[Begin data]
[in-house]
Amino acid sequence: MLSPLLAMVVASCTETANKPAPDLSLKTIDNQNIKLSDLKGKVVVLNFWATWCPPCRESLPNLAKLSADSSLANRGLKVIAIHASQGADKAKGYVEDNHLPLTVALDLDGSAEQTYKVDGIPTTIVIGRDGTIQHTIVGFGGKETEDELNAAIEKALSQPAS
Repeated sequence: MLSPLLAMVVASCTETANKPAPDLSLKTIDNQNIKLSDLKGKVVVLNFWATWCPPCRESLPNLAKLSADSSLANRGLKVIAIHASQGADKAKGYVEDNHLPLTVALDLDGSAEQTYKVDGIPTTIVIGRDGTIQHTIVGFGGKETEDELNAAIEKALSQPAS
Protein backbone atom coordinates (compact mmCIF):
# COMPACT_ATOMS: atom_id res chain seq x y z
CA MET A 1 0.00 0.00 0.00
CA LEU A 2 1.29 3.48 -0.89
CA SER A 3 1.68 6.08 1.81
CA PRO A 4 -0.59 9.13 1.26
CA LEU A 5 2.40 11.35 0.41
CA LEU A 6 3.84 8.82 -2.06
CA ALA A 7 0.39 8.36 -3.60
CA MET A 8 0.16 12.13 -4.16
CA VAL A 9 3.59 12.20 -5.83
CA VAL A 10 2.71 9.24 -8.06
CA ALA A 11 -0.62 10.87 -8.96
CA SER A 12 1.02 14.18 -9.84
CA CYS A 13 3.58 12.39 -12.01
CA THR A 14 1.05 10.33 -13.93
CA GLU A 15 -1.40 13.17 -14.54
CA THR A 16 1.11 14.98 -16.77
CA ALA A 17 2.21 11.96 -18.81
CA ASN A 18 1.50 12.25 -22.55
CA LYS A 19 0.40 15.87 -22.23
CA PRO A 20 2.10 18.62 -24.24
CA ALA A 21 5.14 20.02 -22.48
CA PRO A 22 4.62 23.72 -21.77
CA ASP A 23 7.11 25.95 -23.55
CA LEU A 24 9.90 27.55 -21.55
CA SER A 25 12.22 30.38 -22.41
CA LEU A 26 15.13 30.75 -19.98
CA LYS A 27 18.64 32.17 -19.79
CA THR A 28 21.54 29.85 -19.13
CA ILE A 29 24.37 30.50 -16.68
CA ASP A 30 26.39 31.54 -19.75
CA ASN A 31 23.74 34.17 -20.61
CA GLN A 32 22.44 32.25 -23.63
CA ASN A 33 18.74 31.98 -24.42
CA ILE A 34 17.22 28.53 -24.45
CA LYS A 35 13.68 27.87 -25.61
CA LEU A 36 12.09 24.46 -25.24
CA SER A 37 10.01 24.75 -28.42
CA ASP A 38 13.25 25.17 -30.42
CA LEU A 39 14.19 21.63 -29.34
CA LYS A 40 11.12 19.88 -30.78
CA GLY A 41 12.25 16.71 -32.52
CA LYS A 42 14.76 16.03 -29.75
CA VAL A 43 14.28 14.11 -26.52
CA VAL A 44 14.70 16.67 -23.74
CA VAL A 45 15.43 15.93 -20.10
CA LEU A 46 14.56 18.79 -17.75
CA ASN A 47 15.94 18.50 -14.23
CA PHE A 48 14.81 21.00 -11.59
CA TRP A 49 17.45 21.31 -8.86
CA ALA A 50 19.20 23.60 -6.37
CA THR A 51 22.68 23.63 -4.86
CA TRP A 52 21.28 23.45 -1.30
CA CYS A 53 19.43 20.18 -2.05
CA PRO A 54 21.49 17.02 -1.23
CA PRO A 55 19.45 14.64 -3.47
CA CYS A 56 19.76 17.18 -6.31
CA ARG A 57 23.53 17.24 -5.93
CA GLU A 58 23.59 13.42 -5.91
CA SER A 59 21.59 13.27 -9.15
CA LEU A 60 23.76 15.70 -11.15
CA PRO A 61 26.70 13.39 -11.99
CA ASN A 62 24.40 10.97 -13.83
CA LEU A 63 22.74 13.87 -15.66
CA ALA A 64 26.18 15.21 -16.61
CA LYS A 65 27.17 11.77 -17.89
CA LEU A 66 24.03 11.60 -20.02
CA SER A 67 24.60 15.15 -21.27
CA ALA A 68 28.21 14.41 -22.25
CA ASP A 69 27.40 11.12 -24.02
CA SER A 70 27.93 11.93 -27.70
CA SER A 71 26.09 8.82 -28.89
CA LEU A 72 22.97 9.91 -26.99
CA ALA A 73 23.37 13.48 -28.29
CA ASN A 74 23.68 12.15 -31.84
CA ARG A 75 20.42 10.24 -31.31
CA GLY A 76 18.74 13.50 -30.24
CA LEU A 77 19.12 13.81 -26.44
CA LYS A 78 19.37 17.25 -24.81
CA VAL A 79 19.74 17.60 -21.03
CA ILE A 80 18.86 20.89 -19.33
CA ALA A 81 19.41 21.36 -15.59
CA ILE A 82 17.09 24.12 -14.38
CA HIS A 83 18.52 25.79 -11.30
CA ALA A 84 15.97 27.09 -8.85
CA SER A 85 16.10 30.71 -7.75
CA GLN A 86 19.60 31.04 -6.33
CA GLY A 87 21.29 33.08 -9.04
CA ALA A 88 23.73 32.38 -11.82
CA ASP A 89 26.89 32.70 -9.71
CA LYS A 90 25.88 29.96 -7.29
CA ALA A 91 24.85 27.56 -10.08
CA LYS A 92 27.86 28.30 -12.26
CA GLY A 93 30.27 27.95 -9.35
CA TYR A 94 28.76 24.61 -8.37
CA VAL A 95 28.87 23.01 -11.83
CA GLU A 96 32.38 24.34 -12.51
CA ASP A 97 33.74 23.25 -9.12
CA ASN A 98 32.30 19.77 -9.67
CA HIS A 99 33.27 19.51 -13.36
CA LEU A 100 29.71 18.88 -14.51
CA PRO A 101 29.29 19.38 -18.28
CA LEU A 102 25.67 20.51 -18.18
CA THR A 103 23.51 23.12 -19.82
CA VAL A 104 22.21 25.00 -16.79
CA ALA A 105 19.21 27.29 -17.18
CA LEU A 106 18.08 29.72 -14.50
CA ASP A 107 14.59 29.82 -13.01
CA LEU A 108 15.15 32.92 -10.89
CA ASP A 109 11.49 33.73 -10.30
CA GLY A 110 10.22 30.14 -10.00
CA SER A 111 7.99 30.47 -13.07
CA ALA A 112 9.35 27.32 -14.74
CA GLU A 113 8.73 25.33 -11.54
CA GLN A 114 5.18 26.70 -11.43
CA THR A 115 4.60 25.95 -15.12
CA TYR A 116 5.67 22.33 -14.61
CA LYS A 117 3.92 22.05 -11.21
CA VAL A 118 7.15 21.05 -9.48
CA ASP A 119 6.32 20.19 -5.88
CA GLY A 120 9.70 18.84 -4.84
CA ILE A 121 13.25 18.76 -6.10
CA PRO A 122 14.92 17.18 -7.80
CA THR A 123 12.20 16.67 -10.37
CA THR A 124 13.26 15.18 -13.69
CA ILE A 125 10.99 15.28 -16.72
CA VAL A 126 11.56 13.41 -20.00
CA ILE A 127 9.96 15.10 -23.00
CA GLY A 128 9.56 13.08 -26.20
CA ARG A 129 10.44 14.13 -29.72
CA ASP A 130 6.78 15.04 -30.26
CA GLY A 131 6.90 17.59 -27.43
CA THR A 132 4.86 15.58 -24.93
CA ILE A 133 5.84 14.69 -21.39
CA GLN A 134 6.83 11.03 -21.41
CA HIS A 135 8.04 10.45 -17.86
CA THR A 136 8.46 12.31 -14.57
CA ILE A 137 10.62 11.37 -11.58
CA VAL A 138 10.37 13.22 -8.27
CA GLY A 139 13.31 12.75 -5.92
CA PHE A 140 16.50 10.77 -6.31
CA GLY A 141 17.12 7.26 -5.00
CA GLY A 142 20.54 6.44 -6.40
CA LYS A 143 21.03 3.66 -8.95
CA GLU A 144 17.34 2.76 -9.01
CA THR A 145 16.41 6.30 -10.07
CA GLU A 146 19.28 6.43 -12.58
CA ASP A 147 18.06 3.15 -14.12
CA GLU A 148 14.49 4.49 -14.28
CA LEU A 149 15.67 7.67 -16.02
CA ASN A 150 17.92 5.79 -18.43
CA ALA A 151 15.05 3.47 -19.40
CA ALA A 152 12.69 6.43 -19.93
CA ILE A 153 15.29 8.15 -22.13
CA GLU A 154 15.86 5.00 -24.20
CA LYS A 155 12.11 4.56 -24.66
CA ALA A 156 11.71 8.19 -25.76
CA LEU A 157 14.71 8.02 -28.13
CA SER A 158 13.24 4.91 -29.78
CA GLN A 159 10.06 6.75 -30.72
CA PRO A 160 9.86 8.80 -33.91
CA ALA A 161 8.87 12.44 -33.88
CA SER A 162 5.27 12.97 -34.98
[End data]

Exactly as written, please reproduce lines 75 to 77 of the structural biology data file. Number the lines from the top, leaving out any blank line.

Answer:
CA SER A 70 27.93 11.93 -27.70
CA SER A 71 26.09 8.82 -28.89
CA LEU A 72 22.97 9.91 -26.99